Take A Break: Meal and Rest Break Court Rulings Demand Caution From Franchise Employers
Almost five years ago, in April 2006, nearly 59,000 employees obtained class certification in a lawsuit claiming that Brinker Restaurant Group violated California labor laws by failing to ensure that its non-exempt employees took meal and rest breaks. In July of 2008, the appeals court vacated the class certification based upon a finding that employers need not ensure that meal and rest breaks are taken. The California Supreme Court then vacated the decision and granted review on October 22, 2008. Much to the chagrin of California employers and employees seeking clarity on the issue, the Supreme Court has yet to issue its ruling in Brinker Restaurant Group v. Superior Court.
The Supreme Court's over two year delay in issuing a ruling in Brinker has allowed the Second Appellate District to weigh in as to whether California employers must simply provide non-exempt employees with their statutory meal and rest breaks or if they must take the added step of ensuring that the employees take them. Although uncertainty will remain until the Supreme Court rules in Brinker, the Second Appellate District's ruling in Hernandez v Chipotle Mexican Grill provides hope that the Supreme Court will side with employers in finding that meal and rest breaks need only be provided to employees.
In Chipotle, the appellate court upheld the trial court's denial of class certification to employees who claimed they had not received their breaks. Both the trial and appellate courts denied the class certification and in so doing utilized the less onerous provide meal and rest breaks standard. The courts reasoned that if employers must merely provide breaks then an inquiry as to why certain employees did not take them must be taken. The courts found that having to inquire why certain employees did not take advantage of the breaks provided was too individualized for class treatment.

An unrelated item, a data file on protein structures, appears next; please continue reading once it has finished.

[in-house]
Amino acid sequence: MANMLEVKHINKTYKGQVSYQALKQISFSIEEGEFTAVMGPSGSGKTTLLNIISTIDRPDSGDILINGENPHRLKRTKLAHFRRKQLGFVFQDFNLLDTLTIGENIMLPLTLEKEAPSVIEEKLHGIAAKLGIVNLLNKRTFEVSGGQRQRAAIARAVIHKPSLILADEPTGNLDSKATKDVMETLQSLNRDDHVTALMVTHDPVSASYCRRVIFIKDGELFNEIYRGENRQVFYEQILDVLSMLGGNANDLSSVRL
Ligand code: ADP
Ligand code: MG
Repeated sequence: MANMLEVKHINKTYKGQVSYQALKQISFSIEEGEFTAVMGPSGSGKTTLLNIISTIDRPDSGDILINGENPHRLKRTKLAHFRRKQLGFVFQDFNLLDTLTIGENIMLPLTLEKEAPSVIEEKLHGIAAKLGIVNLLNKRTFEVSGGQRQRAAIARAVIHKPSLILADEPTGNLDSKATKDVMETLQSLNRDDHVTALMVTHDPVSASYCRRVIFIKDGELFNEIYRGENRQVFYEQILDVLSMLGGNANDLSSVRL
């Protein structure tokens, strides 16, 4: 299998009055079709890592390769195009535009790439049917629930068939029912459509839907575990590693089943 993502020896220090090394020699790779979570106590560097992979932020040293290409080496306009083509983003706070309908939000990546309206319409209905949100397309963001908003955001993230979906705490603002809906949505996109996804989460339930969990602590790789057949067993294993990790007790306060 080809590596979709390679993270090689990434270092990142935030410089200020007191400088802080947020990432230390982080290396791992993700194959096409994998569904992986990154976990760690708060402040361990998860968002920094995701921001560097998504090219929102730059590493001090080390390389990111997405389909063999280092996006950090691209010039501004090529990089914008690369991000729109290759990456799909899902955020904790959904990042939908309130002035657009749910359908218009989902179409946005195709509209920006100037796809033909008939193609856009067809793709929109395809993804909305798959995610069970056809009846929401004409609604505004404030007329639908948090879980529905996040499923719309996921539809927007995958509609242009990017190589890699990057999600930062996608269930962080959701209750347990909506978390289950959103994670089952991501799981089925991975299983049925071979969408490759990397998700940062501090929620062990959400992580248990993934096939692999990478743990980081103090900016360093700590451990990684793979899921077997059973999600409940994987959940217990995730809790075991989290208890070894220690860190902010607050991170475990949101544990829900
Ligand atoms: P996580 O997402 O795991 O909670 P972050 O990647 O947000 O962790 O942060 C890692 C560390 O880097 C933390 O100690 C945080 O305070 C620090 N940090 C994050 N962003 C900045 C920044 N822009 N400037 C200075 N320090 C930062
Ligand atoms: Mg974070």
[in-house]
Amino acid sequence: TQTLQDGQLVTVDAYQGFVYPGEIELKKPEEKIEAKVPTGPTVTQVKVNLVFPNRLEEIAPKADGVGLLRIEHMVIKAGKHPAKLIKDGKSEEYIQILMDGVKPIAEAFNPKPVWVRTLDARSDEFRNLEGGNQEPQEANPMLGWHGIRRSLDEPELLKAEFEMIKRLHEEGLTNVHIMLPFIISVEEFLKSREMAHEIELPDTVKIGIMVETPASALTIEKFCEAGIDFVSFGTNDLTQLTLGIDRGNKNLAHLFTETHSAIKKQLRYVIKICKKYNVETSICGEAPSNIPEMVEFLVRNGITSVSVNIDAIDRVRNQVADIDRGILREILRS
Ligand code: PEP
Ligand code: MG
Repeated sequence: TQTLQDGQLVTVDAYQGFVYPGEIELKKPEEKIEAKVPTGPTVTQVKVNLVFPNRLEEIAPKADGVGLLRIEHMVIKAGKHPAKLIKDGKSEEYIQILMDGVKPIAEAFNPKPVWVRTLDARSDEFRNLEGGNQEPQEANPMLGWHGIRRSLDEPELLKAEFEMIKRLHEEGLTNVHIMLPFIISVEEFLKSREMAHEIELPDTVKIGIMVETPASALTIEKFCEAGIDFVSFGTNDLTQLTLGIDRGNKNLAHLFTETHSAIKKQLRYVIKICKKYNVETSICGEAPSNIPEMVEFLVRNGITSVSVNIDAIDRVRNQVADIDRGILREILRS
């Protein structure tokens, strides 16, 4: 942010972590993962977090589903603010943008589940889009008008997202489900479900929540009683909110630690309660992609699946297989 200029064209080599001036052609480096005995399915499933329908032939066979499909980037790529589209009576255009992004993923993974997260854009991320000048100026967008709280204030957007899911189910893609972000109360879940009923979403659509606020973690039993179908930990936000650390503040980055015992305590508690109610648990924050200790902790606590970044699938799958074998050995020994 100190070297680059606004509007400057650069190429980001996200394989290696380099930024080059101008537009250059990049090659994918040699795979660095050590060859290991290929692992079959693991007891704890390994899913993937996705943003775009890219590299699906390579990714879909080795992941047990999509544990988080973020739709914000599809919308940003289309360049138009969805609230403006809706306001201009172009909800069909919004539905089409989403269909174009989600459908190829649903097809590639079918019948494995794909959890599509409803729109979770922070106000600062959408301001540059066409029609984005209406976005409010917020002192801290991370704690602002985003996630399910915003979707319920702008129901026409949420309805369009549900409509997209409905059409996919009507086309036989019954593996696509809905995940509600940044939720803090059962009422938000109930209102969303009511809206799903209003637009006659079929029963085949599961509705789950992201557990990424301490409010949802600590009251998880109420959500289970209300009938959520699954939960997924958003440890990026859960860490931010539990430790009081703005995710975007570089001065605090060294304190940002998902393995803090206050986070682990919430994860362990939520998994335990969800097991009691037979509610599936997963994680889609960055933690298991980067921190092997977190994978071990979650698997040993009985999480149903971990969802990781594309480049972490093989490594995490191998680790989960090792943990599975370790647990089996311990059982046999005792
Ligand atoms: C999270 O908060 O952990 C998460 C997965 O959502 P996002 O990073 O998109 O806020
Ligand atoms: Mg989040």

The Chipotle court's reasoning that employers need only provide breaks but need not mandate they be taken, while certainly a positive sign for employers, should not be viewed as presaging how the California Supreme Court will rule on the issue. Rather, California employers would be keen to continue to presume the worst given the fluid nature and ambiguity surrounding meal and rest break court rulings. Case in point, the case of Brinkley v. Public Storage in which the appeals court back in 2008 reasoned that meal and rest breaks need only be provided has since been appealed to the California Supreme Court. Brinkleyis now a companion case to Brinker. Furthermore, despite the appeals court ruling in Chipotle, employers should not overlook the California Supreme Court's history of rulings favoring employees. It was only four years ago in Murphy v. Kenneth Cole that the court held that the hour owed for missed breaks is a wage and not a penalty, meaning that the statute of limitations for a missed break claim could go back four years instead of one.
Not to be overlooked is the fact the California Supreme Court's persistent delays in ruling on Brinker could further expose employers to liability for missed breaks that employers failed to ensure were taken while Brinker is pending. To reduce liability risk employers should ensure that non-exempt employees actually take their breaks and that time cards and time sheets confirming the breaks are maintained. Employers should also communicate the policy that breaks must be taken with their employees and ensure that managers and supervisors are vigilant in monitoring to ensure employees take their breaks.
Waiting for a ruling on Brinker that clarifies the meal and rest break issue may as the adage says be the "hardest part" but if employers ignore favorable rulings such as Chipotle and continue to prepare for the worst it will not be the "costliest part."
About Grace Horoupian
Grace Horoupian is a partner in the Irvine, Calif. office of employment law firm Fisher & Phillips LLP (www.laborlawyers.com). Her practice is focused on representing employers in a variety of employment cases, including claims for civil rights violations, harassment, discrimination, retaliation, wrongful termination, wage and hour claims, ADA and ADEA violations, unfair business practices, misappropriation of trade secrets and class action disputes. She also provides preventive counseling and frequently presents seminars and workshops on employment issues to executives, supervisor, managers and human resources professionals. She can be reached at 949-851-2424 or firstname.lastname@example.org.
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